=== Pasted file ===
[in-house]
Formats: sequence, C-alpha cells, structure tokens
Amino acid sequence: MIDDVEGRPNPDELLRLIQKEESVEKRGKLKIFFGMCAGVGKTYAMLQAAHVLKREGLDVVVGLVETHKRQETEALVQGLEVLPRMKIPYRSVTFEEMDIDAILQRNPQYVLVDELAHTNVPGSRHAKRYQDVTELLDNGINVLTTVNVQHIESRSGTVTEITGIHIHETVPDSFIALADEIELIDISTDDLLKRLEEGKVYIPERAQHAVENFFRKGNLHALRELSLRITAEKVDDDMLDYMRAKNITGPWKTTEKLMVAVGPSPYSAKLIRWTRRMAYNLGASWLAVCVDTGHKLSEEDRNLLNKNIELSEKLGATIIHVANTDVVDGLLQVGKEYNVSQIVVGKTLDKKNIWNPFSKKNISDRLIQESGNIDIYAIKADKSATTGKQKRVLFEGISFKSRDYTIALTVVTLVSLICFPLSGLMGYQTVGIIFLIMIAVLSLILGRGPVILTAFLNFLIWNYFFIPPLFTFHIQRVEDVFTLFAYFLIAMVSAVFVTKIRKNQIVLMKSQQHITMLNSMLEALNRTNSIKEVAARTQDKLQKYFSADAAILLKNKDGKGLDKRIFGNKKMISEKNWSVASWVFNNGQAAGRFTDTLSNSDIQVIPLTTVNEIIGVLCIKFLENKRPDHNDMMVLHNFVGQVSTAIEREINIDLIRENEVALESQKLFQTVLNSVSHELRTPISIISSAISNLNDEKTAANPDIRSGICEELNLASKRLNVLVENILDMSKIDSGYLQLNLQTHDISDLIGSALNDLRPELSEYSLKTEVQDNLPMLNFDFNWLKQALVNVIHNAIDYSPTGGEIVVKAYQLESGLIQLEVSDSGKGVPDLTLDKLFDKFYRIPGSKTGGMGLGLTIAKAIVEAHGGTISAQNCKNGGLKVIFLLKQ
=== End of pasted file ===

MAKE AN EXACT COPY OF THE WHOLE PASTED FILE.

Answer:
[in-house]
Formats: sequence, C-alpha cells, structure tokens
Amino acid sequence: MIDDVEGRPNPDELLRLIQKEESVEKRGKLKIFFGMCAGVGKTYAMLQAAHVLKREGLDVVVGLVETHKRQETEALVQGLEVLPRMKIPYRSVTFEEMDIDAILQRNPQYVLVDELAHTNVPGSRHAKRYQDVTELLDNGINVLTTVNVQHIESRSGTVTEITGIHIHETVPDSFIALADEIELIDISTDDLLKRLEEGKVYIPERAQHAVENFFRKGNLHALRELSLRITAEKVDDDMLDYMRAKNITGPWKTTEKLMVAVGPSPYSAKLIRWTRRMAYNLGASWLAVCVDTGHKLSEEDRNLLNKNIELSEKLGATIIHVANTDVVDGLLQVGKEYNVSQIVVGKTLDKKNIWNPFSKKNISDRLIQESGNIDIYAIKADKSATTGKQKRVLFEGISFKSRDYTIALTVVTLVSLICFPLSGLMGYQTVGIIFLIMIAVLSLILGRGPVILTAFLNFLIWNYFFIPPLFTFHIQRVEDVFTLFAYFLIAMVSAVFVTKIRKNQIVLMKSQQHITMLNSMLEALNRTNSIKEVAARTQDKLQKYFSADAAILLKNKDGKGLDKRIFGNKKMISEKNWSVASWVFNNGQAAGRFTDTLSNSDIQVIPLTTVNEIIGVLCIKFLENKRPDHNDMMVLHNFVGQVSTAIEREINIDLIRENEVALESQKLFQTVLNSVSHELRTPISIISSAISNLNDEKTAANPDIRSGICEELNLASKRLNVLVENILDMSKIDSGYLQLNLQTHDISDLIGSALNDLRPELSEYSLKTEVQDNLPMLNFDFNWLKQALVNVIHNAIDYSPTGGEIVVKAYQLESGLIQLEVSDSGKGVPDLTLDKLFDKFYRIPGSKTGGMGLGLTIAKAIVEAHGGTISAQNCKNGGLKVIFLLKQ